Low Engagement A Major Challenge

A poll of human resources managers at 368 Canadian companies found 69 percent consider low employee engagement a major issue in their organization. And 82 percent said their management should be doing more to address employee engagement.

A majority of the HR managers said executives are falling down in four areas. Seventy-one percent said managers should listen more to employees’ opinions; 68 percent said they fail to communicate clear expectations; 58 percent said they need to give more recognition and praise; and 57 percent said they need to provide more learning and development opportunities.

Some common complaints of corporate managers:

>> Weak reassurances on whether or not jobs are safe.

>> Loads of vague attempts to find synergies.

>> Little interest in learning what employees actually do.

>> Plays favorites, mostly people from his old department.

>> Nitpicks about things randomly, making people feel picked on.

>> Quick to download his work onto the department, with little interest on how it affects employees.

>> Important projects get left to be figured out by employees while the manager comes by once and a while with meaningless comments. Meanwhile, the important project drags on at a snail’s pace.

>> Very good at checking off timesheet boxes, but little or no vision.

A poll of human resources managers at 368 Canadian companies found 69 percent consider low employee engagement a major issue in their organization. And 82 percent said their management should be doing more to address employee engagement.

A majority of the HR managers said executives are falling down in four areas. Seventy-one percent said managers should listen more to employees’ opinions; 68 percent said they fail to communicate clear expectations; 58 percent said they need to give more recognition and praise; and 57 percent said they need to provide more learning and development opportunities.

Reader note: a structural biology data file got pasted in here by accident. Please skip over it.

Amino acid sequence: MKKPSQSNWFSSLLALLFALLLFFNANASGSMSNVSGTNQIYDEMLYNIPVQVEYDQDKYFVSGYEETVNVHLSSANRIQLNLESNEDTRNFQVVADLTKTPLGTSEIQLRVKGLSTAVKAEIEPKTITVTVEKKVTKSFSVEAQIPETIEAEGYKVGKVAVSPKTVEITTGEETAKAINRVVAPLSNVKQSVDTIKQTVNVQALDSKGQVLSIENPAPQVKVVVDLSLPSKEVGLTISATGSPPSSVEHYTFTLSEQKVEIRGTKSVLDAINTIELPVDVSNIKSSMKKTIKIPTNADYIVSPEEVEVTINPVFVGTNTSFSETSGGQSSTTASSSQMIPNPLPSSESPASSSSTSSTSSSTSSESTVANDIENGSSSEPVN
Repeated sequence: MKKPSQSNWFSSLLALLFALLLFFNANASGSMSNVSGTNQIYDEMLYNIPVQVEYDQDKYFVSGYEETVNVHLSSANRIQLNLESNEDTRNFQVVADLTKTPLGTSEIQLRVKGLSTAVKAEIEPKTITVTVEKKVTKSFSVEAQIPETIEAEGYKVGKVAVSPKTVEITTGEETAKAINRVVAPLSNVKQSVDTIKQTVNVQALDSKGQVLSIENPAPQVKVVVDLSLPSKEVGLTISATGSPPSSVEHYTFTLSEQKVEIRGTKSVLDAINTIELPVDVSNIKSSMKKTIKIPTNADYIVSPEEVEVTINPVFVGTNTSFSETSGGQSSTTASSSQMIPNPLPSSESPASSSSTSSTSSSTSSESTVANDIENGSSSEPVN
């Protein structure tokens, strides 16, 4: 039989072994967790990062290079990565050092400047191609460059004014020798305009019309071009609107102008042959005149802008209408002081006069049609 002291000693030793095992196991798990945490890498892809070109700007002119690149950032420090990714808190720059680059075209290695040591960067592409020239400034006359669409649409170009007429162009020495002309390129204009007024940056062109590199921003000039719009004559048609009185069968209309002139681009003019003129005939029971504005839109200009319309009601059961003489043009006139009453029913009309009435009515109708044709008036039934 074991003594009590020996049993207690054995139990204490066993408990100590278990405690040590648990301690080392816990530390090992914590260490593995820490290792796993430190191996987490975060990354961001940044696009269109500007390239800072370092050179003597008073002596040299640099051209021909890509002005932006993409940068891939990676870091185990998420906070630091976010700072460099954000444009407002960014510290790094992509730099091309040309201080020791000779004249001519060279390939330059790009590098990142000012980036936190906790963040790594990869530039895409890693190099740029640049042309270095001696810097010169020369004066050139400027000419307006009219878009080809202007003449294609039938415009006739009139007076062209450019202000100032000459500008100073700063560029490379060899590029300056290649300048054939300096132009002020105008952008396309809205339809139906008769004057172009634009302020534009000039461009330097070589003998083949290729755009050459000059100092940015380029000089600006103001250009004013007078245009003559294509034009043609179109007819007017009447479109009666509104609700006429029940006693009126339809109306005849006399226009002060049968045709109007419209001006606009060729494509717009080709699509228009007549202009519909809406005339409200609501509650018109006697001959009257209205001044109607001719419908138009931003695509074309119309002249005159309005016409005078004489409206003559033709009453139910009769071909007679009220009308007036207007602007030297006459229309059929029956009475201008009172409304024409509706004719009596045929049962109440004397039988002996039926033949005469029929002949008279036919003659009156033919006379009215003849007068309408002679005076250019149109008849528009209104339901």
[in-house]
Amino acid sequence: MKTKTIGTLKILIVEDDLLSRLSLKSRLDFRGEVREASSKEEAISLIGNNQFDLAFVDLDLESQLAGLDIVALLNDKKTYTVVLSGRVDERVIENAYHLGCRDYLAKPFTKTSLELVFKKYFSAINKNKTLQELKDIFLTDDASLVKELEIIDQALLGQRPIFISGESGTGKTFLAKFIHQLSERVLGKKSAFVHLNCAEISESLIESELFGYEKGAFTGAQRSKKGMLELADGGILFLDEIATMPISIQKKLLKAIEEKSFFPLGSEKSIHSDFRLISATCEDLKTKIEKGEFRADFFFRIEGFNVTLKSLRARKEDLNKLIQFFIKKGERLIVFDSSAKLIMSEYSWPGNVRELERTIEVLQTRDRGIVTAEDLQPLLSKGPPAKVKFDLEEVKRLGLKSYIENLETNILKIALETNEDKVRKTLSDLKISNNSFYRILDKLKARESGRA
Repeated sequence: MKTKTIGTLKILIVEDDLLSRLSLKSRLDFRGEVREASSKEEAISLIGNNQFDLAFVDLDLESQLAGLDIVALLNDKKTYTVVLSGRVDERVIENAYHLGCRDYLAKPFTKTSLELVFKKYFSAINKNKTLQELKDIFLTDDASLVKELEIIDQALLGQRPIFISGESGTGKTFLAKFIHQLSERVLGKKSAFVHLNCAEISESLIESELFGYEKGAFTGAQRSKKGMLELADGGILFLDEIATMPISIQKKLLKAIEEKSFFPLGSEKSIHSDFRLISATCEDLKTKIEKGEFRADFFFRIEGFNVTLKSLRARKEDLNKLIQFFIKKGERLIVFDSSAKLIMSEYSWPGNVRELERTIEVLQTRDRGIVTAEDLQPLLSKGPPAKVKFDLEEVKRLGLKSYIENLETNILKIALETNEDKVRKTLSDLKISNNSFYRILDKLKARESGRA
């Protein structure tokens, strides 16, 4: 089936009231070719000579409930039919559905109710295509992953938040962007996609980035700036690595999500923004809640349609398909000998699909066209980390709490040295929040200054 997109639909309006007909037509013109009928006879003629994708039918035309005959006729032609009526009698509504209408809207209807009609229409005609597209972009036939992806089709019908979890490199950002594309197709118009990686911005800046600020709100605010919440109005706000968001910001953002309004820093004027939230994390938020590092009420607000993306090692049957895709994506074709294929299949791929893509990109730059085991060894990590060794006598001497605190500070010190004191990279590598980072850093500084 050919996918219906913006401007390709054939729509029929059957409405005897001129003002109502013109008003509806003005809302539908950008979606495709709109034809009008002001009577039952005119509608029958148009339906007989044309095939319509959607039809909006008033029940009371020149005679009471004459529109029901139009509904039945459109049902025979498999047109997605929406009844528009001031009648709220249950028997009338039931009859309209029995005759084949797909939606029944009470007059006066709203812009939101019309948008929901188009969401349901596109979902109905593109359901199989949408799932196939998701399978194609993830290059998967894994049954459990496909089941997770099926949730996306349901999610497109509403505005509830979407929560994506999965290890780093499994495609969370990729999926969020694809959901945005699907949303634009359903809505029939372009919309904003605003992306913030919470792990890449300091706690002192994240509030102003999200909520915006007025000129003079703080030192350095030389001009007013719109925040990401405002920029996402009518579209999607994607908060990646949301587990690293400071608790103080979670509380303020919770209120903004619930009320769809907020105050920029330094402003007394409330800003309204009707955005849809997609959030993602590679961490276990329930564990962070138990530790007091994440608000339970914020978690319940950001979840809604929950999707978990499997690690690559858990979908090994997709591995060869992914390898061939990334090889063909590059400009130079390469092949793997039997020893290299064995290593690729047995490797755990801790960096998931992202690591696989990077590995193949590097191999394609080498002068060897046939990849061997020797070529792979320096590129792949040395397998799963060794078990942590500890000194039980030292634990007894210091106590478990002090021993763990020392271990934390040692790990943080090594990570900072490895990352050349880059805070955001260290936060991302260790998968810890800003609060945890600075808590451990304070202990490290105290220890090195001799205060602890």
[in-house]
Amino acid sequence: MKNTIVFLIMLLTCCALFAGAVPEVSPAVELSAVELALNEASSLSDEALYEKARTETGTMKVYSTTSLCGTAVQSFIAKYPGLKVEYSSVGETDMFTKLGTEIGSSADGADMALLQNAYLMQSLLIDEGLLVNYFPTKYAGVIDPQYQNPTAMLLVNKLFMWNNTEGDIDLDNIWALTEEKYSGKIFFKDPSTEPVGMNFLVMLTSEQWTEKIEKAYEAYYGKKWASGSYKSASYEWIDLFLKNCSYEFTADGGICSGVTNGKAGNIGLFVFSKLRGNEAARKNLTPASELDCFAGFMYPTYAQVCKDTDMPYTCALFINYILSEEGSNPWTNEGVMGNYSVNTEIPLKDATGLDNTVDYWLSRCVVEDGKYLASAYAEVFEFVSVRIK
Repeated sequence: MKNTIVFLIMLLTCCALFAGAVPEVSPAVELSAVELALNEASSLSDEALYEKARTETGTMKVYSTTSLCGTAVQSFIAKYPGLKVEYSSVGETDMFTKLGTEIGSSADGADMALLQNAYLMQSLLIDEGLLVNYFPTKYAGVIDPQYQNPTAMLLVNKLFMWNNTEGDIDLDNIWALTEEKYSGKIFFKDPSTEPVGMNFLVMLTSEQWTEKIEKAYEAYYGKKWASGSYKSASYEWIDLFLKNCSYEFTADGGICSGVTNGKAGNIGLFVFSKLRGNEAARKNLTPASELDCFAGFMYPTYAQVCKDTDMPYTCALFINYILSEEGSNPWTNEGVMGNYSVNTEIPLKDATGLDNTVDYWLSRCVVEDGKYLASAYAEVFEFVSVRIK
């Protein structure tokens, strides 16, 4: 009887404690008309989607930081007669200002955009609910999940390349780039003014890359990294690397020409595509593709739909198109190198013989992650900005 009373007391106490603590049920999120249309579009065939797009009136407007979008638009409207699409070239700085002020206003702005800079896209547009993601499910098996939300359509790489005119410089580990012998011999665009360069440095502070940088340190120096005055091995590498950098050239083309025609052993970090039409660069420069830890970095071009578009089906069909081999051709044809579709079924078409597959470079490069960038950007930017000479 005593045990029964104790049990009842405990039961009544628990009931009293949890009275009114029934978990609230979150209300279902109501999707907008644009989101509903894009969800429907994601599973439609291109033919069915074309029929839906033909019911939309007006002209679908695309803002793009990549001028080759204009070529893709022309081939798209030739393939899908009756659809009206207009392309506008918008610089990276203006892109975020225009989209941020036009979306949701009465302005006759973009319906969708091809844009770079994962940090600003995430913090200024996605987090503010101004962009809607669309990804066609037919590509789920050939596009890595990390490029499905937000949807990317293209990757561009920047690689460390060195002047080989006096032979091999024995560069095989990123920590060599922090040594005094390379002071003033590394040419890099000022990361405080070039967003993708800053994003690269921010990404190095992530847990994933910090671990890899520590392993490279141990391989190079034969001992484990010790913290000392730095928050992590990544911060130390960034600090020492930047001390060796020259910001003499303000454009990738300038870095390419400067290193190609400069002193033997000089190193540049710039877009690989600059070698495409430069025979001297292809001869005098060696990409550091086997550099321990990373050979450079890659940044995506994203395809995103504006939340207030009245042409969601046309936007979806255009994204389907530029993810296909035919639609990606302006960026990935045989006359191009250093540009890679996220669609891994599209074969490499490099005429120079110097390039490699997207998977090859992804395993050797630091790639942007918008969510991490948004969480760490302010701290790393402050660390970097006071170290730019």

Some common complaints of corporate managers:

>> Weak reassurances on whether or not jobs are safe.

>> Loads of vague attempts to find synergies.

>> Little interest in learning what employees actually do.

>> Plays favorites, mostly people from his old department.

>> Nitpicks about things randomly, making people feel picked on.

>> Quick to download his work onto the department, with little interest on how it affects employees.

>> Important projects get left to be figured out by employees while the manager comes by once and a while with meaningless comments. Meanwhile, the important project drags on at a snail’s pace.

>> Very good at checking off timesheet boxes, but little or no vision.

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